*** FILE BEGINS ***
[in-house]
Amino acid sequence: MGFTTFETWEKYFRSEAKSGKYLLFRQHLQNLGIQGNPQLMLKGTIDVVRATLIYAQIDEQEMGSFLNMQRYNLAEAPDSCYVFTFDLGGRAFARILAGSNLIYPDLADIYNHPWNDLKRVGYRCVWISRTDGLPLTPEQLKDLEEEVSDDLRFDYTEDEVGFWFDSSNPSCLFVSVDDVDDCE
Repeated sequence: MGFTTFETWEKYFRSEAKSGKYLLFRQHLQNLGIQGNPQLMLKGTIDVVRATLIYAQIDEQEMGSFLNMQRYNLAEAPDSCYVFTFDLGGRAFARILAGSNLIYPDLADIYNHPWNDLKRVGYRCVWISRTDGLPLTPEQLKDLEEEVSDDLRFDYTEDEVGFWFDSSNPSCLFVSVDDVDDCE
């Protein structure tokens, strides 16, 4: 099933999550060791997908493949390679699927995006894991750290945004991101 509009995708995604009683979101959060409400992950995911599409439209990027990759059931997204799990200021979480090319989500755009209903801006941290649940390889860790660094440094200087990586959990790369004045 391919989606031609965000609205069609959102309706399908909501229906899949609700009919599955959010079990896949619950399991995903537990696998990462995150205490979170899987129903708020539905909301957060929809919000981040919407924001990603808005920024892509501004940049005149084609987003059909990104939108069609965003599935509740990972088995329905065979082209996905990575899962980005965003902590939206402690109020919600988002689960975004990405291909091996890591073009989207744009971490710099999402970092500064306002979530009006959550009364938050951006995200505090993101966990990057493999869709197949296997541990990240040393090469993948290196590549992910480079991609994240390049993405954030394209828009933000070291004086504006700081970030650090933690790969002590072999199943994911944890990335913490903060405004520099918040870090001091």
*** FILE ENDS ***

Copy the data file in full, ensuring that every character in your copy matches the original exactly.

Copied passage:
[in-house]
Amino acid sequence: MGFTTFETWEKYFRSEAKSGKYLLFRQHLQNLGIQGNPQLMLKGTIDVVRATLIYAQIDEQEMGSFLNMQRYNLAEAPDSCYVFTFDLGGRAFARILAGSNLIYPDLADIYNHPWNDLKRVGYRCVWISRTDGLPLTPEQLKDLEEEVSDDLRFDYTEDEVGFWFDSSNPSCLFVSVDDVDDCE
Repeated sequence: MGFTTFETWEKYFRSEAKSGKYLLFRQHLQNLGIQGNPQLMLKGTIDVVRATLIYAQIDEQEMGSFLNMQRYNLAEAPDSCYVFTFDLGGRAFARILAGSNLIYPDLADIYNHPWNDLKRVGYRCVWISRTDGLPLTPEQLKDLEEEVSDDLRFDYTEDEVGFWFDSSNPSCLFVSVDDVDDCE
């Protein structure tokens, strides 16, 4: 099933999550060791997908493949390679699927995006894991750290945004991101 509009995708995604009683979101959060409400992950995911599409439209990027990759059931997204799990200021979480090319989500755009209903801006941290649940390889860790660094440094200087990586959990790369004045 391919989606031609965000609205069609959102309706399908909501229906899949609700009919599955959010079990896949619950399991995903537990696998990462995150205490979170899987129903708020539905909301957060929809919000981040919407924001990603808005920024892509501004940049005149084609987003059909990104939108069609965003599935509740990972088995329905065979082209996905990575899962980005965003902590939206402690109020919600988002689960975004990405291909091996890591073009989207744009971490710099999402970092500064306002979530009006959550009364938050951006995200505090993101966990990057493999869709197949296997541990990240040393090469993948290196590549992910480079991609994240390049993405954030394209828009933000070291004086504006700081970030650090933690790969002590072999199943994911944890990335913490903060405004520099918040870090001091």